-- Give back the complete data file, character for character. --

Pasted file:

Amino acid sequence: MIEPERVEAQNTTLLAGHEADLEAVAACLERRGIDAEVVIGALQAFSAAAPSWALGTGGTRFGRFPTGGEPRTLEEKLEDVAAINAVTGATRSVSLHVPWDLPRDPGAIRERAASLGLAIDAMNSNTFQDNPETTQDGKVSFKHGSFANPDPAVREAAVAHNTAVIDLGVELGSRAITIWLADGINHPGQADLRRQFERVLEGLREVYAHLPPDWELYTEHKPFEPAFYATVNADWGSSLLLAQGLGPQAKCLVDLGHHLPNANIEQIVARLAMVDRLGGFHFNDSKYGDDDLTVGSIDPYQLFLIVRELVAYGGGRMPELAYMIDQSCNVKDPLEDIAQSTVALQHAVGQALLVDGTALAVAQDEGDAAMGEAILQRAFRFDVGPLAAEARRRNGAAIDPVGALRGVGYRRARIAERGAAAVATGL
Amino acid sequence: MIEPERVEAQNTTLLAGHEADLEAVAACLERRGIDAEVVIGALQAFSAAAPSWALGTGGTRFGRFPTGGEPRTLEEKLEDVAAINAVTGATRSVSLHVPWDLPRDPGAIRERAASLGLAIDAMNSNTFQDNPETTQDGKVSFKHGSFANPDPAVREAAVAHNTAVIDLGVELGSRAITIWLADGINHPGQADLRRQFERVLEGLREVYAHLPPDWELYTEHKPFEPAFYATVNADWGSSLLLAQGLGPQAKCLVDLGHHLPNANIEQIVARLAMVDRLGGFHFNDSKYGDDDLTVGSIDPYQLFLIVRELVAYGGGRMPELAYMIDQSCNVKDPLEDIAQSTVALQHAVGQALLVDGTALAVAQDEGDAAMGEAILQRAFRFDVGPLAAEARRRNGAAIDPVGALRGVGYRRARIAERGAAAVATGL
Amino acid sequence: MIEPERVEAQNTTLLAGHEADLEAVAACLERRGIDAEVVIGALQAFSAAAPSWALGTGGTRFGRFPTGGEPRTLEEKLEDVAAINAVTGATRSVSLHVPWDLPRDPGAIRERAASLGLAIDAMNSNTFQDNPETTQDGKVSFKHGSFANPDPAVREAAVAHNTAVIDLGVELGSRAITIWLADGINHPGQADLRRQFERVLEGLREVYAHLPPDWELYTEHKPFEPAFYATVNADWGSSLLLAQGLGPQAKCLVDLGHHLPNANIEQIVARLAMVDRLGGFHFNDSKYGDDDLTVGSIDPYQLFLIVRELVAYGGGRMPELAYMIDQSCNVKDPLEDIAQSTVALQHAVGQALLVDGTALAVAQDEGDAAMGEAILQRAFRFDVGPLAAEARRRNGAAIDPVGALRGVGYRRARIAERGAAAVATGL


Amino acid sequence: MIEPERVEAQNTTLLAGHEADLEAVAACLERRGIDAEVVIGALQAFSAAAPSWALGTGGTRFGRFPTGGEPRTLEEKLEDVAAINAVTGATRSVSLHVPWDLPRDPGAIRERAASLGLAIDAMNSNTFQDNPETTQDGKVSFKHGSFANPDPAVREAAVAHNTAVIDLGVELGSRAITIWLADGINHPGQADLRRQFERVLEGLREVYAHLPPDWELYTEHKPFEPAFYATVNADWGSSLLLAQGLGPQAKCLVDLGHHLPNANIEQIVARLAMVDRLGGFHFNDSKYGDDDLTVGSIDPYQLFLIVRELVAYGGGRMPELAYMIDQSCNVKDPLEDIAQSTVALQHAVGQALLVDGTALAVAQDEGDAAMGEAILQRAFRFDVGPLAAEARRRNGAAIDPVGALRGVGYRRARIAERGAAAVATGL
Amino acid sequence: MIEPERVEAQNTTLLAGHEADLEAVAACLERRGIDAEVVIGALQAFSAAAPSWALGTGGTRFGRFPTGGEPRTLEEKLEDVAAINAVTGATRSVSLHVPWDLPRDPGAIRERAASLGLAIDAMNSNTFQDNPETTQDGKVSFKHGSFANPDPAVREAAVAHNTAVIDLGVELGSRAITIWLADGINHPGQADLRRQFERVLEGLREVYAHLPPDWELYTEHKPFEPAFYATVNADWGSSLLLAQGLGPQAKCLVDLGHHLPNANIEQIVARLAMVDRLGGFHFNDSKYGDDDLTVGSIDPYQLFLIVRELVAYGGGRMPELAYMIDQSCNVKDPLEDIAQSTVALQHAVGQALLVDGTALAVAQDEGDAAMGEAILQRAFRFDVGPLAAEARRRNGAAIDPVGALRGVGYRRARIAERGAAAVATGL
Amino acid sequence: MIEPERVEAQNTTLLAGHEADLEAVAACLERRGIDAEVVIGALQAFSAAAPSWALGTGGTRFGRFPTGGEPRTLEEKLEDVAAINAVTGATRSVSLHVPWDLPRDPGAIRERAASLGLAIDAMNSNTFQDNPETTQDGKVSFKHGSFANPDPAVREAAVAHNTAVIDLGVELGSRAITIWLADGINHPGQADLRRQFERVLEGLREVYAHLPPDWELYTEHKPFEPAFYATVNADWGSSLLLAQGLGPQAKCLVDLGHHLPNANIEQIVARLAMVDRLGGFHFNDSKYGDDDLTVGSIDPYQLFLIVRELVAYGGGRMPELAYMIDQSCNVKDPLEDIAQSTVALQHAVGQALLVDGTALAVAQDEGDAAMGEAILQRAFRFDVGPLAAEARRRNGAAIDPVGALRGVGYRRARIAERGAAAVATGL